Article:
Fri Mar 21, 2008 1:18pm GMT
By Matthias Blamont
CHERBOURG, France (Reuters) – French President Nicolas Sarkozy pledged on Friday to maintain a strong nuclear weapons program in order to defend his country against threats such as the possibility of a nuclear-armed Iran.
Speaking at the launch of France’s fourth nuclear-armed submarine, the “Terrible” (Fearsome), Sarkozy said his nation had to face new security threats, including Iran, and needed to be able to strike back forcefully if attacked.
“Everyone must be aware today that even far-flung powers’ nuclear missiles can reach Europe in less than half an hour,” Sarkozy said in a speech at the northern port of Cherbourg.
While only major powers had such means today, countries in Asia and the Middle East were conducting a “forced march” to acquire such ballistic missile capabilities, he added.
“I am thinking in particular of Iran. Iran is increasing the range of its missiles while grave suspicions hang over its nuclear program. Europe’s security is at stake,” he said.
The U.N. Security Council has passed three rounds of sanctions against Iran for failing to allay fears that it is trying to develop nuclear weapons under the cover of a civilian power program.
Iran denies the charges, saying it only wants to make electricity. It also continues to expand its long-range missile program, and says it can hit targets 2,000 km away, heightening concern in the West.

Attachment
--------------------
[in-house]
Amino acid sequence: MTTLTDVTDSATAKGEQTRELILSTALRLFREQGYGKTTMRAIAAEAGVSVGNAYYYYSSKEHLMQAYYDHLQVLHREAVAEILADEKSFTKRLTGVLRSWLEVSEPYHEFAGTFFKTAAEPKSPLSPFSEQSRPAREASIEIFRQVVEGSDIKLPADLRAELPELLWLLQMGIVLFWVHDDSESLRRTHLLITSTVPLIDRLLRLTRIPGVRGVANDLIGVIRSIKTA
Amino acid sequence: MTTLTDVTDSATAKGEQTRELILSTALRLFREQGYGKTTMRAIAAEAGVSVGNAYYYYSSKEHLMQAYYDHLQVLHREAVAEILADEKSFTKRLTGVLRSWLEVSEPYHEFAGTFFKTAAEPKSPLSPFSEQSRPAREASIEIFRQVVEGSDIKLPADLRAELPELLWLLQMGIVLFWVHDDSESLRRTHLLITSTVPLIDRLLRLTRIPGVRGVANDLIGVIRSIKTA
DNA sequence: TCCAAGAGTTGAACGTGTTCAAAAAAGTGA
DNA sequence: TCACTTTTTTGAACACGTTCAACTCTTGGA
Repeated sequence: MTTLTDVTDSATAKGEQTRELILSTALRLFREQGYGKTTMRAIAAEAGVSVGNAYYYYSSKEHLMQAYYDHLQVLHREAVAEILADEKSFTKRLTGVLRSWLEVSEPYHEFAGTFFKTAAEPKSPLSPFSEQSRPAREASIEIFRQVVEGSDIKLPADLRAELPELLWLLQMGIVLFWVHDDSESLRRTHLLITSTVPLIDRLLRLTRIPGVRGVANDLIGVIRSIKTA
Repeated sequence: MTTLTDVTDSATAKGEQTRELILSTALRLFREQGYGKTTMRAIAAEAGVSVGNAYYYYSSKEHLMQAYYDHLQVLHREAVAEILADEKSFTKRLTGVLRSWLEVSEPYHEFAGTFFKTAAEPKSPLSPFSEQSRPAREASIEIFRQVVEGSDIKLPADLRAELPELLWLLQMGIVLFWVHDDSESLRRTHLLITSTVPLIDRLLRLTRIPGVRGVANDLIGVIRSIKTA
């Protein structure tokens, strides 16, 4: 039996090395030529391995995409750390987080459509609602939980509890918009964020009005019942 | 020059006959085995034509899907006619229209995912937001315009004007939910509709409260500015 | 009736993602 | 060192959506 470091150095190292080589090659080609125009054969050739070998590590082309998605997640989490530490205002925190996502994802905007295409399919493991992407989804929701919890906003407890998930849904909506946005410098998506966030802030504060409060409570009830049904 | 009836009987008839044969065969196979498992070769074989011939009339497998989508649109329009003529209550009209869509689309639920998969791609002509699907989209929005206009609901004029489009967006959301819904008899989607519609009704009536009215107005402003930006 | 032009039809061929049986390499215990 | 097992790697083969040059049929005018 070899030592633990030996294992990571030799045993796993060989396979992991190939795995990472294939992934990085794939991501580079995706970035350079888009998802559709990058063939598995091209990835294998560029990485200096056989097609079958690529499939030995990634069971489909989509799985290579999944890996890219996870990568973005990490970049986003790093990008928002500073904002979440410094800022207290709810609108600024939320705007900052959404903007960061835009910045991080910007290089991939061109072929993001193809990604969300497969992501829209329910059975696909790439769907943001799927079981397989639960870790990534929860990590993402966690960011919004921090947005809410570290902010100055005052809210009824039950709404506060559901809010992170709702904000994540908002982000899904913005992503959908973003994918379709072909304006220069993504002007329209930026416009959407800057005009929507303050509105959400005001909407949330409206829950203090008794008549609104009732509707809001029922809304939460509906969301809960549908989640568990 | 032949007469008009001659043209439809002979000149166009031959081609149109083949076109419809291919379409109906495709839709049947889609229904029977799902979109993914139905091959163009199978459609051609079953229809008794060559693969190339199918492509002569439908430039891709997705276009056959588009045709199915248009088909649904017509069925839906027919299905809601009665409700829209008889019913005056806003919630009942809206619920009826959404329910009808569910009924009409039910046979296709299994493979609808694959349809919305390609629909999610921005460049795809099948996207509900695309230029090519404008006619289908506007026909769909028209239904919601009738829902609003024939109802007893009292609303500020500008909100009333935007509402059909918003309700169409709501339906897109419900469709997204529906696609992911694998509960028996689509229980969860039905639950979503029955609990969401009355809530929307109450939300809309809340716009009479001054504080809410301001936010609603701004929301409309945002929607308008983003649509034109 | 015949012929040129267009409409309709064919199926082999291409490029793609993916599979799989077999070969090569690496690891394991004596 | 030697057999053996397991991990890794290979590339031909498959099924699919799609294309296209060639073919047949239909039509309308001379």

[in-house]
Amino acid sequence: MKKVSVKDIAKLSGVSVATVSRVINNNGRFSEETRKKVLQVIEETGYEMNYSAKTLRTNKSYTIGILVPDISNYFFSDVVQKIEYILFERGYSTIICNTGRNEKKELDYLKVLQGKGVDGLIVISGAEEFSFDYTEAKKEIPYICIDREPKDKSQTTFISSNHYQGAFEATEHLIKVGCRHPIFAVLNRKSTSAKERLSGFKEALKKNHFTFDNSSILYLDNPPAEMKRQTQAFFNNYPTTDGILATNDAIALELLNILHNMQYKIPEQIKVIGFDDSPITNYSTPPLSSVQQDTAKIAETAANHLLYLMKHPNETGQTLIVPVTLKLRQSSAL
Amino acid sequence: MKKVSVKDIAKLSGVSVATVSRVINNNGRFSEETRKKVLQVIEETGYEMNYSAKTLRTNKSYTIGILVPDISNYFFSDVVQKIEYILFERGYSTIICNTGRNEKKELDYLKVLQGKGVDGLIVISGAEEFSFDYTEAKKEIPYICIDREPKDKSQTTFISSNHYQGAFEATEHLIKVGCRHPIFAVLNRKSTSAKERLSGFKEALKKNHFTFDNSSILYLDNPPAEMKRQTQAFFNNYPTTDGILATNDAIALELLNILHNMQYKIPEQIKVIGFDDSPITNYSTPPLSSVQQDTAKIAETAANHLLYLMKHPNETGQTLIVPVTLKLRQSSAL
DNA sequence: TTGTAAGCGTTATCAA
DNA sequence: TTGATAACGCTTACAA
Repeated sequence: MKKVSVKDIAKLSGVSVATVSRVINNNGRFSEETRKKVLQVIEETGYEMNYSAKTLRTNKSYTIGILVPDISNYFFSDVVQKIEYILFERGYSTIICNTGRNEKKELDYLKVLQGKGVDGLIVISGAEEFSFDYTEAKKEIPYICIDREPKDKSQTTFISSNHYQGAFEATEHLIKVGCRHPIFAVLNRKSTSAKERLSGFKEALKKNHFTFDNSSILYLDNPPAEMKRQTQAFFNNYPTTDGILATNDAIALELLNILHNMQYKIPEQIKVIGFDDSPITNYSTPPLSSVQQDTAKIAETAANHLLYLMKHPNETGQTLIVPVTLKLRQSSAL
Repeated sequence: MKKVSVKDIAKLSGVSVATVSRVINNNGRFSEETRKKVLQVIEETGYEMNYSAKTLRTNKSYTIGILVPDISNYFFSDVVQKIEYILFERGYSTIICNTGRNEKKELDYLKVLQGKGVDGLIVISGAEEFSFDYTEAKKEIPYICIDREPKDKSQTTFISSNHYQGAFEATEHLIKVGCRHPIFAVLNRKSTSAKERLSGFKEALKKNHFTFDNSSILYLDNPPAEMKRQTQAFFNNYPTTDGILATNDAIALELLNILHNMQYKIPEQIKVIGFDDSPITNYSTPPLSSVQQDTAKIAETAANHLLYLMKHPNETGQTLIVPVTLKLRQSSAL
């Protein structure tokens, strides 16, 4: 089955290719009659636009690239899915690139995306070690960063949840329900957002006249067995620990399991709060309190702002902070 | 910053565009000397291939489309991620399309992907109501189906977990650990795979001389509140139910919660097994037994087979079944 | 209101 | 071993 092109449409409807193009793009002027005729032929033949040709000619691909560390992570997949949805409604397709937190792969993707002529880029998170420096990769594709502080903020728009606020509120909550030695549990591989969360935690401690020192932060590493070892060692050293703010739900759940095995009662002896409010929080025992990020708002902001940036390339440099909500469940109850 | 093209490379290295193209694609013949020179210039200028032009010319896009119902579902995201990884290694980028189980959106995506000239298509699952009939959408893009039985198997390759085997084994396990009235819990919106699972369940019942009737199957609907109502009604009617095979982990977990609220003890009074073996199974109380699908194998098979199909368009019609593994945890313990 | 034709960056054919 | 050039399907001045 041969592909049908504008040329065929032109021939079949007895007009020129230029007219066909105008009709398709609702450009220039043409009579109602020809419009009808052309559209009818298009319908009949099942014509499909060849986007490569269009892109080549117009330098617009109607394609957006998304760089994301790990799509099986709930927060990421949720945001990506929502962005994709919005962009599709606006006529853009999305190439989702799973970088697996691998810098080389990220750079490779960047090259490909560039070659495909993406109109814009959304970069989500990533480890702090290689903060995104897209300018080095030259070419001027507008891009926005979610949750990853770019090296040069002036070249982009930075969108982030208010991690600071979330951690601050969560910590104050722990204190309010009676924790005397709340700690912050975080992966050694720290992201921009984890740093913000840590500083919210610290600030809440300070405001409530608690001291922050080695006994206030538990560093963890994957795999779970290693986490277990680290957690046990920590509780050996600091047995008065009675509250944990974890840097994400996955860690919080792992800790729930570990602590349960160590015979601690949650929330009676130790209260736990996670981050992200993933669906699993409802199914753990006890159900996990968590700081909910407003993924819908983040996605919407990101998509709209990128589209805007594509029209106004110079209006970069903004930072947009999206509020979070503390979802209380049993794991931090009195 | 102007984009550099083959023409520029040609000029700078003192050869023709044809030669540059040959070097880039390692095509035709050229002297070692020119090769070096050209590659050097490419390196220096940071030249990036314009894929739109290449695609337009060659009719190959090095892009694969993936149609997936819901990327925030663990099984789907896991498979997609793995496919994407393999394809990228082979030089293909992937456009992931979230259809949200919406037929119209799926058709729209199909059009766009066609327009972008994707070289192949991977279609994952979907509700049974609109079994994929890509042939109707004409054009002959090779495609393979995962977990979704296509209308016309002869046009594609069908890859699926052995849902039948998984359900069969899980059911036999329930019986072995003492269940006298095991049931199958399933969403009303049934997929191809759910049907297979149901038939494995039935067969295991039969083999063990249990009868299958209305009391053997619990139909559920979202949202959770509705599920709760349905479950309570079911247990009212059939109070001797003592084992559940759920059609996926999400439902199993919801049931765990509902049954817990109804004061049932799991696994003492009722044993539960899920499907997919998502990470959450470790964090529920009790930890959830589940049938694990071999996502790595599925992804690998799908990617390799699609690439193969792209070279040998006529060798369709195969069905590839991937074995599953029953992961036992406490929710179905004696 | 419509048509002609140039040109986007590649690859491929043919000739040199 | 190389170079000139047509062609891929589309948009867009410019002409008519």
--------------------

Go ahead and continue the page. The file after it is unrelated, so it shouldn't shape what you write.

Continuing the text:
“In the face of proliferation, the international community must be united, the international community must be resolute. Because we want peace, we must be without weakness with those who violate international norms,” Sarkozy said in a thinly veiled reference to the Islamic republic.
“Maintaining the competences necessary to dissuasion at the highest level is a fundamental objective for our security,” he said, adding: “All those who threaten to attack our vital interests would expose themselves to a severe riposte by France.”
Sarkozy proposed measures to limit nuclear stockpiles and put an end to weapons testing after his predecessor Jacques Chirac sparked international outrage by testing arms in the south Pacific shortly after his 1995 election.
France has since signed and ratified the Comprehensive Nuclear Test Ban Treaty and he called on all other countries to do the same, including nuclear powers the United States and China.
“I propose to launch without delay negotiations for a treaty banning the production of fissile materials for nuclear weapons and to impose an immediate moratorium on the production of these materials,” Sarkozy said.
He also proposed immediate talks on a treaty banning short- and medium-range ground-to-ground missiles, a category which includes Scud-type missiles.
(Writing by Francois Murphy; Editing by Charles Dick)